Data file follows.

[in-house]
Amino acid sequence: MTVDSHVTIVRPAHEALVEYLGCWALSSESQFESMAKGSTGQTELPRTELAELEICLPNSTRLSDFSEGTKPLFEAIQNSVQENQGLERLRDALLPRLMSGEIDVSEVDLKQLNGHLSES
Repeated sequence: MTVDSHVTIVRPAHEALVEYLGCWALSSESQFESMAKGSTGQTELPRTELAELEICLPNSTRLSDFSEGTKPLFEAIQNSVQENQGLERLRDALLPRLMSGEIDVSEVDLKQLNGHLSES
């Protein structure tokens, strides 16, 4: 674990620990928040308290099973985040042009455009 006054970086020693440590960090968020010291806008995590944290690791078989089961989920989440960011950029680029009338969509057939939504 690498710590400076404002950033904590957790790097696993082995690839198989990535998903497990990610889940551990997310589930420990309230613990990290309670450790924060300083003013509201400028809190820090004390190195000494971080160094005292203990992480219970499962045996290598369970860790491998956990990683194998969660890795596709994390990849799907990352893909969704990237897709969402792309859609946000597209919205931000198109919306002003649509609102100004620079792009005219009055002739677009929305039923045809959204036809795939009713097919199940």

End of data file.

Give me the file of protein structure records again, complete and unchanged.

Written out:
[in-house]
Amino acid sequence: MTVDSHVTIVRPAHEALVEYLGCWALSSESQFESMAKGSTGQTELPRTELAELEICLPNSTRLSDFSEGTKPLFEAIQNSVQENQGLERLRDALLPRLMSGEIDVSEVDLKQLNGHLSES
Repeated sequence: MTVDSHVTIVRPAHEALVEYLGCWALSSESQFESMAKGSTGQTELPRTELAELEICLPNSTRLSDFSEGTKPLFEAIQNSVQENQGLERLRDALLPRLMSGEIDVSEVDLKQLNGHLSES
């Protein structure tokens, strides 16, 4: 674990620990928040308290099973985040042009455009 006054970086020693440590960090968020010291806008995590944290690791078989089961989920989440960011950029680029009338969509057939939504 690498710590400076404002950033904590957790790097696993082995690839198989990535998903497990990610889940551990997310589930420990309230613990990290309670450790924060300083003013509201400028809190820090004390190195000494971080160094005292203990992480219970499962045996290598369970860790491998956990990683194998969660890795596709994390990849799907990352893909969704990237897709969402792309859609946000597209919205931000198109919306002003649509609102100004620079792009005219009055002739677009929305039923045809959204036809795939009713097919199940």